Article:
Historically, the Major League Baseball trade deadline has been a 50/50 proposition.
Contenders raid pretenders rosters for top shelf talent, while pretenders mine contenders minor league systems for future help.
Sometimes, the deadline deals work out well. Others, well, let’s just say someone got fleeced.
This year’s deadline is just four days away and there has already been a little bit of movement. With so many teams still realistically in the hunt for at least a wild card spot, expect more.
The Arizona Diamondbacks made the first big move, acquiring J.D. Martinez from the Detroit Tigers for a trio of minor league infielders. The New York Yankees followed suit, picking up 3B Todd Frazier and relievers David Robertson and Tommy Kahnle from the Chicago White Sox for reliever Tyler Clippard and three minor leaguers.
Whether those deals, and the ones to follow, work out remains to be seen.
Here are 15 trade deadline moves over the years that backfired badly, in chronological order.
15. Yankees Trade Jay Buhner To Mariners – 1988
This deal was so infamous, it even got play on the hit comedy “Seinfeld”, where Frank Costanza gives George Steinbrenner the gears for pulling the trigger on it. That trade was the one that sent promising young outfielder Jay Buhner to Seattle for 33-year-old journeyman 1B/DH Ken Phelps. The Yanks were in the hunt for an AL East title that year and needed a veteran bat for the middle of the order. Phelps did punch out 10 homers (22 RBI) in 45 games down the stretch, but New York missed the playoffs anyway and Phelps was out of baseball by 1990. Buhner had 32 games and three homers in the bigs with the Yanks before the deal. He swatted 10 homers in 60 games with the M’s over the remainder of the ’88 season. He would go on to hit 297 more jacks in the next 13 campaigns in Seattle, including three straight seasons (1995-97) of 40 or more homers and 100+ RBI.
14. Boston Sends Curt Schilling And Brady Anderson to Baltimore – 1988
Not long after the Buhner trade in New York, division rival Boston pulled a swap with Baltimore that lives in infamy. First, the biggest rule of thumb isn’t to make big trades in your own division, so the Red Sox broke that one, big time. Boston was in the thick of the race in 1988 and needed a veteran starter to get them over the hump. Baltimore made former 20-game winner and All-Star Mike Boddicker available and Boston was only to happy to include minor leaguer Schilling and then light-hitting rookie outfielder Brady Anderson in the deal. Well, the Bosox did make the playoffs that year and Boddicker pitched well down the stretch, only to get shelled in his lone start in the ALCS (Boston lost the series 4-0 to Oakland). He spent two more years in Beantown and was gone by 1991. While Schilling wasn’t quite an all-star in Baltimore he became huge and later (ironically) win a world championship in Boston. Anderson spent 14 seasons in Baltimore, was an all-star three times and hit 50 homers in 1996. Ouch.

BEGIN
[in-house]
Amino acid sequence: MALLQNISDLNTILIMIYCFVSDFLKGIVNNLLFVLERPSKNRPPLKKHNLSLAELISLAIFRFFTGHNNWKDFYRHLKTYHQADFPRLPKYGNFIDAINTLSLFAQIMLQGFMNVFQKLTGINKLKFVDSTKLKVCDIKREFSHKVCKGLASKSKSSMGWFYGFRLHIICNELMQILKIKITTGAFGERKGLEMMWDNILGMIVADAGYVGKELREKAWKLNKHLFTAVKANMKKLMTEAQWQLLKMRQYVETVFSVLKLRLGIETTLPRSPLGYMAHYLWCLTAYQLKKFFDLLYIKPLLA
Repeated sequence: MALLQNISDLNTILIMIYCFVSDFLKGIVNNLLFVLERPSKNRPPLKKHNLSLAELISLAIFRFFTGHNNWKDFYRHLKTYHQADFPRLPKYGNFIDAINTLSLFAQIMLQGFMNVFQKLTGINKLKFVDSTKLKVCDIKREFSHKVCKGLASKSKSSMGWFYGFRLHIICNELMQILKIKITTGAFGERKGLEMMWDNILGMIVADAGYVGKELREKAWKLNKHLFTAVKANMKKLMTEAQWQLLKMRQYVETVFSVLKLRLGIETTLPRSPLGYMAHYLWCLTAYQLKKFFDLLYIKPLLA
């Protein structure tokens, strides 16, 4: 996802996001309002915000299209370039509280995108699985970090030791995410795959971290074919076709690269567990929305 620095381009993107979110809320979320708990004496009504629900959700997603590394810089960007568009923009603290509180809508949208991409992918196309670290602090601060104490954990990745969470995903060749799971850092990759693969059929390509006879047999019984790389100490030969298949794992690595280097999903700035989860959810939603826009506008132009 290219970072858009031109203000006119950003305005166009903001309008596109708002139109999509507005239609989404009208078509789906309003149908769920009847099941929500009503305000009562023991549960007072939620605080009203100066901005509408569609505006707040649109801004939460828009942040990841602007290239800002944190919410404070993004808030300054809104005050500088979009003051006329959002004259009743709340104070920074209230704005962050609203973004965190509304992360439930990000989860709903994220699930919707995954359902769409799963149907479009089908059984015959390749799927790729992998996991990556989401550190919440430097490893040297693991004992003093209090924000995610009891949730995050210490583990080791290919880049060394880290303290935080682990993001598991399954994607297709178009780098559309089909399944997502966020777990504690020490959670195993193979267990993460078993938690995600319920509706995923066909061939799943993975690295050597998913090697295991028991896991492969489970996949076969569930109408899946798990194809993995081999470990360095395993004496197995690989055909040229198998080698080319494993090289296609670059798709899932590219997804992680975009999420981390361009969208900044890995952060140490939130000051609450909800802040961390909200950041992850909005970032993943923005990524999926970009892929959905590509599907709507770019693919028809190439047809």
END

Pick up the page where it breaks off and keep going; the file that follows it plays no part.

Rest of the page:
13. Red Sox Deal Jeff Bagwell To Houston – 1990
At least they didn’t trade within the AL East this time. But, had this swap not been pulled off, Jeff Bagwell’s bust in the Hall of Fame would be sporting a Red Sox cap, and not that of the Houston Astros. Now, this trade wasn’t technically a deadline deal (it happened Aug. 30, 1990) but we’ll call it close. At the time, the Red Sox were again in the hunt for a playoff spot and needed relief help, so they contacted the Astros about veteran set-up man Larry Andersen. With Wade Boggs still ensconced at third, minor league 3B Bagwell, then at AA New Britain, was deemed expendable. Andersen was good down the stretch in 15 games but mediocre in the playoffs as Boston again lost to Oakland in the ALCS. He was gone after that half season, too. Bagwell, meanwhile, didn’t take long to blossom in Houston, spending his entire Hall-of-Fame worthy career there. He won Rookie of the Year in 1991 and was MVP in 1994.
12. Toronto Trades David Cone To The Yankees – 1995
File this one under “you don’t know what you got, ’til it’s gone — again.” The Toronto Blue Jays, just two years removed from a World Series title, reacquired 1994 Cy Young winner David Cone from the Kansas City before the start of the ’95 season. Cone had helped the Jays to their first title in 1992 and was dealt back to Toronto for a few minor leaguers. He pitched well in 17 starts that year, going 9-6 with a 3.38 ERA, but the Blue Jays were floundering and looking to unload high-priced help. Enter the Yankees, who had rebuilt themselves after 13 seasons without playoff ball. They would send promising young righthander Marty Janzen and two other minor league arms to Toronto for Cone. He went 9-2 the rest of the way for the Yanks, who finally made the playoffs and would be a key member of the rotation for four championships in the late 1990s. Janzen, the “biggest” return in the deal, spent two years with Toronto and won six games before being out of the big leagues in 1997.
11. Mariners Package Up Derek Lowe And Jason Varitek To Boston – 1997